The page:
Views
4 years ago

Volume 19 Issue 8 - May 2014

  • Text
  • Choir
  • Toronto
  • Jazz
  • Arts
  • Concerts
  • Theatre
  • Musical
  • Choral
  • Singers
  • Festival
Includes the 2014 Canary Pages directory of choirs.

SEEING ORANGE / MUSIC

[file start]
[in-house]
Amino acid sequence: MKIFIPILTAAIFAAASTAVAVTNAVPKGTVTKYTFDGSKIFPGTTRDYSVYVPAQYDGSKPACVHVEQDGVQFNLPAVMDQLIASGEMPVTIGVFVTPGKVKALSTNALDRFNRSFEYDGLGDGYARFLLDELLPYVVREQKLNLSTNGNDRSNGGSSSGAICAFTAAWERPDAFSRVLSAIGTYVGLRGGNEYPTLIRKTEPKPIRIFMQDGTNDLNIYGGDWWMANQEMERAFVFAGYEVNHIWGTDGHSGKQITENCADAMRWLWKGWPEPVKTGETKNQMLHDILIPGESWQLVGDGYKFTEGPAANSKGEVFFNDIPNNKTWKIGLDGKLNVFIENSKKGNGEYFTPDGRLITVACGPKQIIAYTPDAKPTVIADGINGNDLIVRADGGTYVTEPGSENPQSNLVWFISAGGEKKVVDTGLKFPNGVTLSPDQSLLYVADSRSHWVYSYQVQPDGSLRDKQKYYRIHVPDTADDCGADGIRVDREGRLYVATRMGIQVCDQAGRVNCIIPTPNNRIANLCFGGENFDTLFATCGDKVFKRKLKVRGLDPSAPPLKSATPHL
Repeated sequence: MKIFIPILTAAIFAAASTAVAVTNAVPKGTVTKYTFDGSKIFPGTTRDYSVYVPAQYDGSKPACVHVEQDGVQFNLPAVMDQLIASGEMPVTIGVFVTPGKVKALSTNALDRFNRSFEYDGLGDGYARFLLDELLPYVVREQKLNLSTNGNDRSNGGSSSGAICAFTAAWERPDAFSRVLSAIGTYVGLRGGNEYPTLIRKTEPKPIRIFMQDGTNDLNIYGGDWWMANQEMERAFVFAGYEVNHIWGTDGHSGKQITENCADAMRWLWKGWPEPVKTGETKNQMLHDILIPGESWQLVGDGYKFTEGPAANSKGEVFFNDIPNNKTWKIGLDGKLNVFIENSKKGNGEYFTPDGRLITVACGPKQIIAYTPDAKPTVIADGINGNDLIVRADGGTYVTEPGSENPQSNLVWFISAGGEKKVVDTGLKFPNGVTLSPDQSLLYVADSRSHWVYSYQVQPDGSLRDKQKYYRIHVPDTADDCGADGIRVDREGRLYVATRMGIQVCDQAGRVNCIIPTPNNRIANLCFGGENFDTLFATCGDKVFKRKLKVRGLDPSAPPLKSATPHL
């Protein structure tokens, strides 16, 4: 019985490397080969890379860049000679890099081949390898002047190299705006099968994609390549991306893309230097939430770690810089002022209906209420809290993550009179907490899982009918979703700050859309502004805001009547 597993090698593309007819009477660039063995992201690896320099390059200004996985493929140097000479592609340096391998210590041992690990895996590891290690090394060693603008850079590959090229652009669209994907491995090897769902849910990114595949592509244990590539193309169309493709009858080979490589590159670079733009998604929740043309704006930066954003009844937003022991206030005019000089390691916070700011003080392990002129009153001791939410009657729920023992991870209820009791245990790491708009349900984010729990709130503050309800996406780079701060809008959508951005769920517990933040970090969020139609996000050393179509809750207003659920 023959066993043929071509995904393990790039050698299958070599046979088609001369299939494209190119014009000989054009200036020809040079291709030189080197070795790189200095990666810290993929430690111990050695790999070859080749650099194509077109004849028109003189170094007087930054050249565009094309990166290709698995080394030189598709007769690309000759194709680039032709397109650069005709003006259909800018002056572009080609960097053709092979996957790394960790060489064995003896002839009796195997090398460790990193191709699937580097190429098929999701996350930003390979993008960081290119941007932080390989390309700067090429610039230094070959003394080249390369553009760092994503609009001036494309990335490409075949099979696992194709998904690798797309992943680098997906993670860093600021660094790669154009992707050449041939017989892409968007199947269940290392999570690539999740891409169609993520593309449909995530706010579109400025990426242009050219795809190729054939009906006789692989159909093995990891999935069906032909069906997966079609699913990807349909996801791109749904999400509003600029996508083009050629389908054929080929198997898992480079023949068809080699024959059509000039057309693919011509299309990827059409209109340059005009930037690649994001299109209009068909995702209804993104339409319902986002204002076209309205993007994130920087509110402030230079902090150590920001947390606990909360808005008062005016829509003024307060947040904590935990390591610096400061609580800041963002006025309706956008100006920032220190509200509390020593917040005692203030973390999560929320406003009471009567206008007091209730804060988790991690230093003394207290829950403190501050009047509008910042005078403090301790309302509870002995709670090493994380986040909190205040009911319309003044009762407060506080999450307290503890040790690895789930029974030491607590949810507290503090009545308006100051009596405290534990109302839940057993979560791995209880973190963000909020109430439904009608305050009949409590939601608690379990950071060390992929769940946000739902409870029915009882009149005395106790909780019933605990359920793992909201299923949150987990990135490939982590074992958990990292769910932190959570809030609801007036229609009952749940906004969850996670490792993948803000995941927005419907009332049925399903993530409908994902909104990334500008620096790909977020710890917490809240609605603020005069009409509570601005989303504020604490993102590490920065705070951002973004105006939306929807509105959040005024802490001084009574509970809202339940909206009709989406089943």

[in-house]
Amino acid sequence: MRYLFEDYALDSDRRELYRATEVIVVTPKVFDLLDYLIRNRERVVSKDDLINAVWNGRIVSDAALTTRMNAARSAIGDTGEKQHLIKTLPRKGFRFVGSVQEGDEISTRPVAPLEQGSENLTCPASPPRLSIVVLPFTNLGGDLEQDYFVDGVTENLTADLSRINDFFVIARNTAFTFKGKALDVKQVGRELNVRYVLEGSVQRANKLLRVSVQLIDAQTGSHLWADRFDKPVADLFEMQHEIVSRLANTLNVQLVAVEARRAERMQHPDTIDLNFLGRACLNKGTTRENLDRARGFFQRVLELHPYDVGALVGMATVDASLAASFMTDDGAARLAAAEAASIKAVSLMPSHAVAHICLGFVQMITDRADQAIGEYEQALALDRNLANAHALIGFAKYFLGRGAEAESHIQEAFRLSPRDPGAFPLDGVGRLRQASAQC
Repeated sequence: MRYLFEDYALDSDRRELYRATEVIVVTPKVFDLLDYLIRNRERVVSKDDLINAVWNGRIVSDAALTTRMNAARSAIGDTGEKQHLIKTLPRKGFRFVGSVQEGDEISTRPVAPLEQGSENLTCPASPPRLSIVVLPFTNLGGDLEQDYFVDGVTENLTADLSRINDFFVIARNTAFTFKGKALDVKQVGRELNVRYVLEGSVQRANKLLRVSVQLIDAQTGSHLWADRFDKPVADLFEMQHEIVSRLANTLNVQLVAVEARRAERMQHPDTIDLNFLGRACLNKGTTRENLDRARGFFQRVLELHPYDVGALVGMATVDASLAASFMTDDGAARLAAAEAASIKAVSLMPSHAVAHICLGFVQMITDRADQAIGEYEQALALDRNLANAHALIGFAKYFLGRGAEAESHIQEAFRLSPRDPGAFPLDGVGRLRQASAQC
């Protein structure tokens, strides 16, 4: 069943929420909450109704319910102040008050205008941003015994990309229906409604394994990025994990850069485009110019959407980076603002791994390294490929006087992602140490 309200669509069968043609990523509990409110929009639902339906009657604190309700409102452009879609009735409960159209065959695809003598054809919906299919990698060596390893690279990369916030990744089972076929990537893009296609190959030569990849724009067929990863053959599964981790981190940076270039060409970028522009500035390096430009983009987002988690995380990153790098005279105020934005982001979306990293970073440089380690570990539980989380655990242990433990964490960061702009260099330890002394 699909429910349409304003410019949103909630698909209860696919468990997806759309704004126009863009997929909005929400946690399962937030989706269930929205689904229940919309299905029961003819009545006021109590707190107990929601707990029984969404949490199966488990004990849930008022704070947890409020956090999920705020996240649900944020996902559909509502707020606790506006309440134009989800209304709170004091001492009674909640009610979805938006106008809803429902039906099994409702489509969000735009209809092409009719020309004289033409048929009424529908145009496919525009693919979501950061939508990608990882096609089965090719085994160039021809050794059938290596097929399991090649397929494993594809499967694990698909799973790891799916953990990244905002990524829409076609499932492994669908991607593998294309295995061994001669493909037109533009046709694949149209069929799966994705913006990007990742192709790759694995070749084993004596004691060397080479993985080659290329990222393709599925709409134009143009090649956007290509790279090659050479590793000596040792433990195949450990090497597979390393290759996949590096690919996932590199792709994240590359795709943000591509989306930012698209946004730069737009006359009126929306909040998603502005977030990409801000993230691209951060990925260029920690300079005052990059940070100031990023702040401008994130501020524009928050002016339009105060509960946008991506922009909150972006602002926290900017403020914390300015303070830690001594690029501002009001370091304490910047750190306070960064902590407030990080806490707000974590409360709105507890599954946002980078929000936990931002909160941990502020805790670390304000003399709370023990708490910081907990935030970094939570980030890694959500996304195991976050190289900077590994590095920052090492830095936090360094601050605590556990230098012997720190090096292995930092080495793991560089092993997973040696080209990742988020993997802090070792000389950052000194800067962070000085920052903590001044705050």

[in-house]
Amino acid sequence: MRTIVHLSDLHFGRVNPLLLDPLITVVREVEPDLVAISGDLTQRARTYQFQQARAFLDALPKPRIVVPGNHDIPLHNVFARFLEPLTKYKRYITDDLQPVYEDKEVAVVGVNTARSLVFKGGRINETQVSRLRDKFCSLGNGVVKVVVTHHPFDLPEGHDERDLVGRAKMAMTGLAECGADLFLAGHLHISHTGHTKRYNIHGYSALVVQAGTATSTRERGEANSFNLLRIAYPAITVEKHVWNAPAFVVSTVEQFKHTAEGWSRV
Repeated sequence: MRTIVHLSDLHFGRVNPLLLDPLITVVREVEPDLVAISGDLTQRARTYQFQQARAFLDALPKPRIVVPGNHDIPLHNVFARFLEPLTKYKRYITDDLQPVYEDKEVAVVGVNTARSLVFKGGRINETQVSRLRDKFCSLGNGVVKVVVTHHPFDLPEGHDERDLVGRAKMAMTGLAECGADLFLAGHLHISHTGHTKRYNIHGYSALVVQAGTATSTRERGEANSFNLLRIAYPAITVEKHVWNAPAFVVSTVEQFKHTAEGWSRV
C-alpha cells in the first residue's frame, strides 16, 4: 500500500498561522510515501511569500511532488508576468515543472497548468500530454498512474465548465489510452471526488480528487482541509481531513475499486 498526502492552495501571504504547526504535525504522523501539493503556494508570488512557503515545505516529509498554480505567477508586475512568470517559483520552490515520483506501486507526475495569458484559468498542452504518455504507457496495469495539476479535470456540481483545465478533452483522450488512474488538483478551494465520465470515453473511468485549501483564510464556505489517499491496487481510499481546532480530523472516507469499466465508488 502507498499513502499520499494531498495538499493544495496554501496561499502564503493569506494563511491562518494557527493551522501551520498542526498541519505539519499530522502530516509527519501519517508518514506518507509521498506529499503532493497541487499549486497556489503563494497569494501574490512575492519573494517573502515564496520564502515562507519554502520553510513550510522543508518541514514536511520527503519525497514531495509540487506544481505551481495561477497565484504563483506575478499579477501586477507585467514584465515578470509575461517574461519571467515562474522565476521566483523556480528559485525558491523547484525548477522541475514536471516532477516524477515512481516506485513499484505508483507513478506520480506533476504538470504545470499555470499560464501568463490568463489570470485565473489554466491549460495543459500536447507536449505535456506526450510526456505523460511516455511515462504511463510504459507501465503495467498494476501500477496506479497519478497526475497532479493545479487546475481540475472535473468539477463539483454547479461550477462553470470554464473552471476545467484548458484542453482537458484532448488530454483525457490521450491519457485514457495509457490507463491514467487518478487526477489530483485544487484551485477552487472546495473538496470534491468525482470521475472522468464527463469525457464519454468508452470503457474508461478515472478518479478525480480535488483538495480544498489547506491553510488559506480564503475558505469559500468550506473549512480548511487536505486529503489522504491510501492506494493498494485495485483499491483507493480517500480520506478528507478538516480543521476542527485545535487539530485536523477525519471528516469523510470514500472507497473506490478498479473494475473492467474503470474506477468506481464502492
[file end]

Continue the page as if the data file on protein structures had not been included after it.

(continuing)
SEEING ORANGE / MUSIC EDUCATIONMUSIC MONDAY,MAY 5, 2014:CALL TO ACTIONALLAN PULKERIt is no secret that governments and educational bureaucracies formany years now have been resorting to the reduction and evenelimination of music programs in order to cut costs in a way thatis not perceived by the general public as weakening public education.At the same time there is an ever-growing abundance of researchindicating enormous benefits to school-age students from activeparticipation in music study and performance. These facts notwithstanding,the gulf, between the incontrovertible evidence as to thebenefits of participation in music and the perceptions and understandingof the general public, politicians and education bureaucrats,continues to widen.By the early 1990s educational programs nationwide werebecoming so threatened that in 1992 representatives of 20 organizationscame together to share ideas to improve the state of musiceducation in Canada and form the Coalition for Music Education inCanada. It quickly began working with parents and other concernedcitizens to address concerns about music in schools.Late in April I spoke to Holly Nimmons, executive director of theCoalition for Music Education, beginning by asking why educationsystem bureaucrats and politicians continue to fly in the face of theevidence for the value of music as part of education.Typically, she said, the erosion or elimination of school musicprograms is done as a way of saving money and balancing the budget.It is a short-term, stop-gap solution which has long-term consequencesin the lives of students. Music programs transform lives,but at the same time, have no measurable cash value. Because thelearning of music and musical skills is sequential, reducing or eliminatingthe learning of music at one stage of education makes it difficultor impossible to pick it up later, effectively putting an end to thelife-transforming effects that could have been possible for the studentsaffected by these program cuts.Part of the disconnect between the research and the actual “deliveryof programs,” Nimmons suggested, may originate in the misconceptionthat the raison d’être of music programs is to produce professionalmusicians, when their real purpose is to produce, in a way thatno other discipline can, creative problem solvers with highly developedanalytical, verbal and mathematical skills.So there appears to be not only a wall of ignorance but also chronicmisunderstanding of the role and purpose of music in education,which together allow for its being perceived as so specialized as to beirrelevant - or at least non-essential - to the education of the risinggeneration.How, I asked, does the Coalition go about advocating for musiceducation in the face of this situation?“Education of the public is the central task,” she says. So theCoalition conducts research on the state of music education, makes itsmessage available to people on its website, and connects with otherorganizations which share its objectives, such as MusiCounts, MusicCanada and others.A recent example of this sort of collaboration was a statementreleased jointly just weeks ago by the Coalition, MusiCounts and MusicCanada, encouraging the Vancouver Board of Education to reconsidera decision to eliminate certain instrumental music programs. Thatdecision, Nimmons told me, has already been reversed.One such major annual initiative, central to the Coalition’s mission,will take place this year on Monday, May 5. This is the annual MusicCol. Chris Hadfield (Ret.), pictured above on the ISS, returns to MusicMonday with the song I.S.S (Is Somebody Singing) May 5th.Monday Celebration. Launched in 2005 by the Coalition for MusicEducation, Music Monday is the world’s largest single event dedicatedto raising awareness of music education.Nimmons was quick to point out that the event raises awareness,excitement and commitment to music education at both the nationaland the local level. Nationally there will be a webcast, available liveat noon, EDT, but the focus of the webcast will be the regional eventsin ten cities across Canada from Gander to Whitehorse, representingmusic education from each region. This live showcase will includeperformances by school groups and local musicians, messages fromprominent Canadian musicians, politicians and leaders, and inspirationand encouragement from local youth, parents and industryadvocates.Some very influential voices will be heard supporting the cause,such as David Suzuki and Col. Chris Hadfield, the former commanderof the International Space Station. In fact, Hadfield participated in lastyear’s Music Monday from the International Space Station, singing“I.S.S. (Is Somebody Singing),” which he co-wrote with BarenakedLadies’ Ed Robertson. This year’s event will conclude with a synchronizednationwide performance of I.S.S. with Chris Hadfield, nowback on planet Earth, participating, and led by Bramwell Tovey, theconductor of the Vancouver Symphony Orchestra.The initiative has also attracted considerable financial support frommany different sources, not the least of which is TD Bank, which hasdonated in excess of ,000 to this year’s Music Monday. With aproven track record of support for music and for community-buildinginitiatives, Nimmons told me, TD has been a supporter of the Coalitionin the past, but this year’s contribution is particularly significant.“Music Monday will celebrate the best in music education, showingwhat is possible,” Nimmons says, “not only for those schools currentlyfortunate enough to have excellent music programs but also for thoseschools that are less fortunate.” The aim is to motivate people everywhereto take action to support the implementation of effective musiceducation programs in the province or territory in which they live.The long-term goal of the Coalition, Nimmons points out, is to builda critical mass of people who recognize the value of music educationin the public elementary and secondary schools. A central focusof this goal is the engagement of young people, the voters, leadersand decision-makers of tomorrow. With a million participants in lastyear’s Music Monday and, with any luck, even more this year, theCoalition is well on its way to achieving what it has set out to do.So, wherever you are at noon on Monday, May 5, whether it be atthe office, at home or at school, go to musicmonday.ca and follow thelink to the webcast. We can all begin to support the much-neededrevitalization of music education, simply by connecting with otherswho share our conviction.Co-founder of The WholeNote, flutist and music teacherAllan Pulker can be reached at allan@thewholenote.comNASA74 | May 1, 2014 – June 7, 2014 thewholenote.com